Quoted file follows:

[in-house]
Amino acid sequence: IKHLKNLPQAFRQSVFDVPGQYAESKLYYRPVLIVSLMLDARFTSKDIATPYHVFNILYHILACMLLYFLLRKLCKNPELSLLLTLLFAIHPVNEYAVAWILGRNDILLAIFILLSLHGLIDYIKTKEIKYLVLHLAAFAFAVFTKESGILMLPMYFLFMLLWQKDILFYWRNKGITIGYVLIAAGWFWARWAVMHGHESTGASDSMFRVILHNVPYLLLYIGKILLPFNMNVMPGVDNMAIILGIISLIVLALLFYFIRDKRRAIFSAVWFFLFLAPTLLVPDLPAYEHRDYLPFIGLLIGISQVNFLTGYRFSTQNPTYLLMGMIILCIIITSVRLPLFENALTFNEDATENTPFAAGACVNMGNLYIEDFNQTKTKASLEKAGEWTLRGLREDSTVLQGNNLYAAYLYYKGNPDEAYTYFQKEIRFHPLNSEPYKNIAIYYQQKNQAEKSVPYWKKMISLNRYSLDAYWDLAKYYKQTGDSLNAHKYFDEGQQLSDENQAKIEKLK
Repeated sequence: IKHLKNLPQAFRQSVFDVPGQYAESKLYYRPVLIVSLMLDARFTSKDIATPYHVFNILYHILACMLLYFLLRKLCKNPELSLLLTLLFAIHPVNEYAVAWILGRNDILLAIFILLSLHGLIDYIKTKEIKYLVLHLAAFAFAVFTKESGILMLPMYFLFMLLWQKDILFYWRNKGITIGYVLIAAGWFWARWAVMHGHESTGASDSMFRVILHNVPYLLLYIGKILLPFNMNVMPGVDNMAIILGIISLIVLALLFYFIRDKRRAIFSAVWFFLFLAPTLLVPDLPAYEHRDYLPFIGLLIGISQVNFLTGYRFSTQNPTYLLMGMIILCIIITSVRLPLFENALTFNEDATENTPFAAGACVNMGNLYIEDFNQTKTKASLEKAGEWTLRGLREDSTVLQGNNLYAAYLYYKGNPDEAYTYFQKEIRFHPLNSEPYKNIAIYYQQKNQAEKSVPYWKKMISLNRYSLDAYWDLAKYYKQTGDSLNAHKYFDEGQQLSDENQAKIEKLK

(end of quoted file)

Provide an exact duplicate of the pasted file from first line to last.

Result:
[in-house]
Amino acid sequence: IKHLKNLPQAFRQSVFDVPGQYAESKLYYRPVLIVSLMLDARFTSKDIATPYHVFNILYHILACMLLYFLLRKLCKNPELSLLLTLLFAIHPVNEYAVAWILGRNDILLAIFILLSLHGLIDYIKTKEIKYLVLHLAAFAFAVFTKESGILMLPMYFLFMLLWQKDILFYWRNKGITIGYVLIAAGWFWARWAVMHGHESTGASDSMFRVILHNVPYLLLYIGKILLPFNMNVMPGVDNMAIILGIISLIVLALLFYFIRDKRRAIFSAVWFFLFLAPTLLVPDLPAYEHRDYLPFIGLLIGISQVNFLTGYRFSTQNPTYLLMGMIILCIIITSVRLPLFENALTFNEDATENTPFAAGACVNMGNLYIEDFNQTKTKASLEKAGEWTLRGLREDSTVLQGNNLYAAYLYYKGNPDEAYTYFQKEIRFHPLNSEPYKNIAIYYQQKNQAEKSVPYWKKMISLNRYSLDAYWDLAKYYKQTGDSLNAHKYFDEGQQLSDENQAKIEKLK
Repeated sequence: IKHLKNLPQAFRQSVFDVPGQYAESKLYYRPVLIVSLMLDARFTSKDIATPYHVFNILYHILACMLLYFLLRKLCKNPELSLLLTLLFAIHPVNEYAVAWILGRNDILLAIFILLSLHGLIDYIKTKEIKYLVLHLAAFAFAVFTKESGILMLPMYFLFMLLWQKDILFYWRNKGITIGYVLIAAGWFWARWAVMHGHESTGASDSMFRVILHNVPYLLLYIGKILLPFNMNVMPGVDNMAIILGIISLIVLALLFYFIRDKRRAIFSAVWFFLFLAPTLLVPDLPAYEHRDYLPFIGLLIGISQVNFLTGYRFSTQNPTYLLMGMIILCIIITSVRLPLFENALTFNEDATENTPFAAGACVNMGNLYIEDFNQTKTKASLEKAGEWTLRGLREDSTVLQGNNLYAAYLYYKGNPDEAYTYFQKEIRFHPLNSEPYKNIAIYYQQKNQAEKSVPYWKKMISLNRYSLDAYWDLAKYYKQTGDSLNAHKYFDEGQQLSDENQAKIEKLK